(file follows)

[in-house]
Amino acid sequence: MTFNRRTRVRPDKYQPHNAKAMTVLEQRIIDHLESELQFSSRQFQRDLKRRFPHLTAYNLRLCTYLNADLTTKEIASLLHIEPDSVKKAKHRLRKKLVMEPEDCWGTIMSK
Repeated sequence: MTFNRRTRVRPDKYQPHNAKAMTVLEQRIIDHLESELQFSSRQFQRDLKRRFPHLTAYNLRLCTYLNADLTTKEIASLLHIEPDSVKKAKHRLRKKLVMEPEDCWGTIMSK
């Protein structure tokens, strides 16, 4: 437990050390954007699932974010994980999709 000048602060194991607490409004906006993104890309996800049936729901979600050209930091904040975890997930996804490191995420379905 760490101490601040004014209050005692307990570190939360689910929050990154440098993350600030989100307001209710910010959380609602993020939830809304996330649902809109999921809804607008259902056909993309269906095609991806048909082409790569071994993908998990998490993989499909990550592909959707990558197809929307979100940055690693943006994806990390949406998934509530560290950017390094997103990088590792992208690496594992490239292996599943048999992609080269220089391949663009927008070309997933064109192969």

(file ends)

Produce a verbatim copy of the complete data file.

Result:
[in-house]
Amino acid sequence: MTFNRRTRVRPDKYQPHNAKAMTVLEQRIIDHLESELQFSSRQFQRDLKRRFPHLTAYNLRLCTYLNADLTTKEIASLLHIEPDSVKKAKHRLRKKLVMEPEDCWGTIMSK
Repeated sequence: MTFNRRTRVRPDKYQPHNAKAMTVLEQRIIDHLESELQFSSRQFQRDLKRRFPHLTAYNLRLCTYLNADLTTKEIASLLHIEPDSVKKAKHRLRKKLVMEPEDCWGTIMSK
């Protein structure tokens, strides 16, 4: 437990050390954007699932974010994980999709 000048602060194991607490409004906006993104890309996800049936729901979600050209930091904040975890997930996804490191995420379905 760490101490601040004014209050005692307990570190939360689910929050990154440098993350600030989100307001209710910010959380609602993020939830809304996330649902809109999921809804607008259902056909993309269906095609991806048909082409790569071994993908998990998490993989499909990550592909959707990558197809929307979100940055690693943006994806990390949406998934509530560290950017390094997103990088590792992208690496594992490239292996599943048999992609080269220089391949663009927008070309997933064109192969």